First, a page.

• Cryptozoology (from Greek κρυπτÏŒς, kriptos, "hidden" + zoology; literally, "study of hidden animals") refers to the search for animals which are considered to be legendary or otherwise nonexistent by mainstream biology. This includes looking for living examples of animals which are extinct, such as dinosaurs; animals whose existence lacks physical support but which appear in myths, legends, or are reported, such as Bigfoot and el Chupacabra; and wild animals dramatically outside of their normal geographic ranges, such as phantom cats or "ABC"s (An acronym commonly used by cryptozoologists that stands for Alien Big Cats). According to authors Ben Roesch and John Percy Moore, "Cryptozoology ranges from pseudoscientific to useful and interesting, depending on how it is practiced." They further note that it is "not strictly a science", that "many scientists and skeptics classify cryptozoology as a pseudoscience" and that "papers on the topic are rarely published in scientific journals, no formal education on the subject is available, and no scientists are employed to study cryptozoology." Those involved in cryptozoological study are known as cryptozoologists. The animals they study are often referred to as cryptids, a term coined by John Wall in 1983.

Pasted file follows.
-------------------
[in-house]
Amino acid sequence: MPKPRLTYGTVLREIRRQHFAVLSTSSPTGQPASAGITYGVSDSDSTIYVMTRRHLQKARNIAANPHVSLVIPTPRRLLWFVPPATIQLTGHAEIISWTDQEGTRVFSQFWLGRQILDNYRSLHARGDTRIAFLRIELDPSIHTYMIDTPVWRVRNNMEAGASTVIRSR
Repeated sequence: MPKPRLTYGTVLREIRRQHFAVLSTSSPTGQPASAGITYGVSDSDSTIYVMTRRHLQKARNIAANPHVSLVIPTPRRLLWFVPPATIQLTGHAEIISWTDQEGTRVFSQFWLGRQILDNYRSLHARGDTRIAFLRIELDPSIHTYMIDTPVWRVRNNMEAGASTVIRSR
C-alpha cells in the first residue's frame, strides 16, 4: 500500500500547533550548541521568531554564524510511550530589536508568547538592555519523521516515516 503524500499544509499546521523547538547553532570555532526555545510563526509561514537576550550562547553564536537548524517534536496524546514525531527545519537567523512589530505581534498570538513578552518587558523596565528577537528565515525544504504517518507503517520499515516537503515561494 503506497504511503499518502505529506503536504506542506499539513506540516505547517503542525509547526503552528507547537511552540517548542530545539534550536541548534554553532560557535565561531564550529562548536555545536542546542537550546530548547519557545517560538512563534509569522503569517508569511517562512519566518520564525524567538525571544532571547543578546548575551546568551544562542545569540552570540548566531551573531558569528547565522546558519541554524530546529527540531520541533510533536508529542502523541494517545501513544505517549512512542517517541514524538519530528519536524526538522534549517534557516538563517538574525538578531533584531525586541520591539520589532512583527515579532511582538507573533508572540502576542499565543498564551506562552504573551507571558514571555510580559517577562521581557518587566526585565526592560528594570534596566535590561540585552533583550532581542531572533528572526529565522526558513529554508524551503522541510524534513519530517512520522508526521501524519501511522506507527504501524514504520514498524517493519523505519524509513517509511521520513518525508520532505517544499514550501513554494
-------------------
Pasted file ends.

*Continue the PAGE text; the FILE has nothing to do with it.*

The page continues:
• The study of legendary animals (such as Bigfoot, Loch Ness monster, unicorns, etc.) whose existence is controversial because of lack of evidence. 'Crypto-' literally means 'hidden'.
  • The study of animals on the planet Crypton
  • Cryptozoology? Oh, no!

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